Sussex Photographic Federation PDI Championships was held on Saturday 16th November.
We were competing against 19 other clubs with quite a mixture of images entered. There was some good wildlife work around the clubs, some landscapes, a few surreal and created images, and a few rather ordinary images. These were the ones that Anne and I looked at each other, wondering why they’d been entered in an external competition. Scores were out of 20 for each of three judges, giving a maximum total of 60. This wasn’t achieved by any of them, the highest score being 58 for two entries. The lowest score was 39 (an average of 13 per judge).
The morning was a fairly dry, but prompt affair, with the PDI going up on the screen and its title read out. The three judges then entered their scores onto tablets, and the title, club and score was read out as the display moved to the next image. Each was seen for a very short space of time, so those with impact seemed to do well.
In the afternoon session, Anne and I were joined by Martin. Each club’s images were split into two panels of six, and one of the three judges commented on two. Thus we had comments on four of our images. The judges were Royston Williamson, who we’d just met in our first club competition, Kirsty Ralfs, who commented on our first panel, and David Smith, who made some very clear comments. I was hoping that he’d speak on our second panel, but it wasn’t to be, and that was done by Royston. However, we’ll be seeing David as our speaker at our next meeting.
Anne Nagle’s Peony was the very first image of the competition, and started proceedings with a very creditable 51. Going one mark better was Common Blue Butterflies Mating from Derek Grieve at 52. Martin Tomes’ Number 76 and Winter Misty Morning from David Seddon all scored 50 marks. Anne’s other image, Sent to Coventry (previously known as Three Frogs) was our highest score at 55, and chosen by Kirsty for comments. She felt that the subjects were beautifully sharp and tones beautifully rendered. It was not only a technically perfect photograph, the composition and title also interjected a story.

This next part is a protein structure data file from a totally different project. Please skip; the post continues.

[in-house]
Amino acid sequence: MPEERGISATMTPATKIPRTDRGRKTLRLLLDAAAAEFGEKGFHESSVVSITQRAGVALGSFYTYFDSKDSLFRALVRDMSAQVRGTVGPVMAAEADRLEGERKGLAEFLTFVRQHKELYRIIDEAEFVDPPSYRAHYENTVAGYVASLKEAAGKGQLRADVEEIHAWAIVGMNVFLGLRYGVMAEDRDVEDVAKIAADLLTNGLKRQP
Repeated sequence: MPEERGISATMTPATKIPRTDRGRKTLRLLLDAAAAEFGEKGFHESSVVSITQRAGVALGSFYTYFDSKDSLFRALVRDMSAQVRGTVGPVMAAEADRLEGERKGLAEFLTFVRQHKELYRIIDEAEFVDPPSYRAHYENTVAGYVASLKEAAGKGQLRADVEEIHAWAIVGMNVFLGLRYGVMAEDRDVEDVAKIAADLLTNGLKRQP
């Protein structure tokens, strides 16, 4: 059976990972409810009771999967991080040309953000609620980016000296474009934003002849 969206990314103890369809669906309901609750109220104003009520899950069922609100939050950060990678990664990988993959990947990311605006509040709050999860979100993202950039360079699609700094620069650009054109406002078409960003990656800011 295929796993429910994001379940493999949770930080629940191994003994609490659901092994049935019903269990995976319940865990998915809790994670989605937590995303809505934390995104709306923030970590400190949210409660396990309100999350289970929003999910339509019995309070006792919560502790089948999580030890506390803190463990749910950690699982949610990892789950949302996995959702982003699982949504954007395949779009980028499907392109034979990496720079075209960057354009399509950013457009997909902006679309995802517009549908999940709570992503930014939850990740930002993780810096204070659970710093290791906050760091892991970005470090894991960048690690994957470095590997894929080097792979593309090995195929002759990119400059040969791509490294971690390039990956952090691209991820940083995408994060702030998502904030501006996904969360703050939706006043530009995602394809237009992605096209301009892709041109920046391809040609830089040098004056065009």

Her other image for commentary was Sunset Abstract from Liz Barber (49). She loved the way it was all about the feel and the mood, with subtle tones and shapes giving a feeling of light and movement. It allowed her to get involved in the image, which was good because the emotional side of photography is incredibly important.
The first of Royston’s two selected images were Loch Eil by David Seddon (47). He felt the landscape without the top of the hills worked well, although he might have cropped more off the top. The reflections and colours of the bottom half were “to die for”.
Osprey Catch from Kevin Harwood gained a 50. I was very excited at first when an Osprey photo scored 58 in the first half, before realising it wasn’t Kevin’s one, which I think suffered for coming later in the day than the overall Silver Medal winner. Royston said Kevin was lucky to catch the bird with prey (I suspect that luck didn’t really come into it). The bird was "as sharp as you like", and well placed in the frame, with good colours throughout, and a really good out of focus background.
Our other scores were:
- Happy Urchins Janet Brown - 48
- Intimacy Andy Jones - 45
- Rain Squall Passing Through Liz Barber - 48
- Deluge Chris West - 48
Well done to all for representing Storrington CC, and to the overall winners, Mid Sussex CC, who retained their title.